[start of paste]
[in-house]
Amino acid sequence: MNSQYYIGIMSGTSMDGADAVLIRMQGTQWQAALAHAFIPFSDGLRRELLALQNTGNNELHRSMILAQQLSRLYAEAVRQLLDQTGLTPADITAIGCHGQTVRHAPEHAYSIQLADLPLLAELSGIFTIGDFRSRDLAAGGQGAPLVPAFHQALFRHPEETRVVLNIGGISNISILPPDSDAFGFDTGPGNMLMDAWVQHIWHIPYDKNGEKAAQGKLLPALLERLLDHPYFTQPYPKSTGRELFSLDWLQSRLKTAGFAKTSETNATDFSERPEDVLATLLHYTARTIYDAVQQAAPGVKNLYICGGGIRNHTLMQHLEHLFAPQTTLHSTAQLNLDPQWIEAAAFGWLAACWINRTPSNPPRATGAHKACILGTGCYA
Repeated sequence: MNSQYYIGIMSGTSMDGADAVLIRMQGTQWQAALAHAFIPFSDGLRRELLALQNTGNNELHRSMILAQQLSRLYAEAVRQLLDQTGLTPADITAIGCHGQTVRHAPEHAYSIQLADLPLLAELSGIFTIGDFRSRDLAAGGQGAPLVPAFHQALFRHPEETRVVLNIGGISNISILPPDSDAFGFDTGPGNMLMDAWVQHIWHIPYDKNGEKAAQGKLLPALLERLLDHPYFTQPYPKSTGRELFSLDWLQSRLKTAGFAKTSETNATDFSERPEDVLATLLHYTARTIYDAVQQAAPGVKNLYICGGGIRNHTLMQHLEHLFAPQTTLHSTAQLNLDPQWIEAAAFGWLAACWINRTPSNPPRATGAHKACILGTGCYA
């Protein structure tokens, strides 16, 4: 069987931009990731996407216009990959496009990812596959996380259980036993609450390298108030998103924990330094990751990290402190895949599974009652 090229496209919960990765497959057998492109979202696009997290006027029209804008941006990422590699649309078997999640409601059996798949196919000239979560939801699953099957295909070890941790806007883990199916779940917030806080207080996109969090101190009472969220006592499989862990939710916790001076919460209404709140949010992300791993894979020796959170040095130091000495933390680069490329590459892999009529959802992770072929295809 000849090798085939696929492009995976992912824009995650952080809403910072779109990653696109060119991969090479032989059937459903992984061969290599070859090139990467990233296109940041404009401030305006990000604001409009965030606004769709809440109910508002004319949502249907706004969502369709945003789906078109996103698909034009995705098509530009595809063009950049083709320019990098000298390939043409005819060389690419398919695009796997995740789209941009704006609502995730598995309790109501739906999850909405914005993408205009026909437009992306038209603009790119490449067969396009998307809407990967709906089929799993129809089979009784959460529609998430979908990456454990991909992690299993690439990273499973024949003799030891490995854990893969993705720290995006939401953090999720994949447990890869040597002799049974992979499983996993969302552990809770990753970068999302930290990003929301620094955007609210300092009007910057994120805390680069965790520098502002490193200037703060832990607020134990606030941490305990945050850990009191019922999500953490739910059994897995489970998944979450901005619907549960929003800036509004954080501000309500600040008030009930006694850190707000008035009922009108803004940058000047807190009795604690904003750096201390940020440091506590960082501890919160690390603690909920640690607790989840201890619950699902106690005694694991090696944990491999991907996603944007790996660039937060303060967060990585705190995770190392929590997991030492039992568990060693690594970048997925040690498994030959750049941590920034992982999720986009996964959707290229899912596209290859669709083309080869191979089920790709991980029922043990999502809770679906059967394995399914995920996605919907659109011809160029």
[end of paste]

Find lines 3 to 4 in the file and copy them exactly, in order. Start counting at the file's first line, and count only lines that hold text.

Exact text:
Repeated sequence: MNSQYYIGIMSGTSMDGADAVLIRMQGTQWQAALAHAFIPFSDGLRRELLALQNTGNNELHRSMILAQQLSRLYAEAVRQLLDQTGLTPADITAIGCHGQTVRHAPEHAYSIQLADLPLLAELSGIFTIGDFRSRDLAAGGQGAPLVPAFHQALFRHPEETRVVLNIGGISNISILPPDSDAFGFDTGPGNMLMDAWVQHIWHIPYDKNGEKAAQGKLLPALLERLLDHPYFTQPYPKSTGRELFSLDWLQSRLKTAGFAKTSETNATDFSERPEDVLATLLHYTARTIYDAVQQAAPGVKNLYICGGGIRNHTLMQHLEHLFAPQTTLHSTAQLNLDPQWIEAAAFGWLAACWINRTPSNPPRATGAHKACILGTGCYA
């Protein structure tokens, strides 16, 4: 069987931009990731996407216009990959496009990812596959996380259980036993609450390298108030998103924990330094990751990290402190895949599974009652 090229496209919960990765497959057998492109979202696009997290006027029209804008941006990422590699649309078997999640409601059996798949196919000239979560939801699953099957295909070890941790806007883990199916779940917030806080207080996109969090101190009472969220006592499989862990939710916790001076919460209404709140949010992300791993894979020796959170040095130091000495933390680069490329590459892999009529959802992770072929295809 000849090798085939696929492009995976992912824009995650952080809403910072779109990653696109060119991969090479032989059937459903992984061969290599070859090139990467990233296109940041404009401030305006990000604001409009965030606004769709809440109910508002004319949502249907706004969502369709945003789906078109996103698909034009995705098509530009595809063009950049083709320019990098000298390939043409005819060389690419398919695009796997995740789209941009704006609502995730598995309790109501739906999850909405914005993408205009026909437009992306038209603009790119490449067969396009998307809407990967709906089929799993129809089979009784959460529609998430979908990456454990991909992690299993690439990273499973024949003799030891490995854990893969993705720290995006939401953090999720994949447990890869040597002799049974992979499983996993969302552990809770990753970068999302930290990003929301620094955007609210300092009007910057994120805390680069965790520098502002490193200037703060832990607020134990606030941490305990945050850990009191019922999500953490739910059994897995489970998944979450901005619907549960929003800036509004954080501000309500600040008030009930006694850190707000008035009922009108803004940058000047807190009795604690904003750096201390940020440091506590960082501890919160690390603690909920640690607790989840201890619950699902106690005694694991090696944990491999991907996603944007790996660039937060303060967060990585705190995770190392929590997991030492039992568990060693690594970048997925040690498994030959750049941590920034992982999720986009996964959707290229899912596209290859669709083309080869191979089920790709991980029922043990999502809770679906059967394995399914995920996605919907659109011809160029």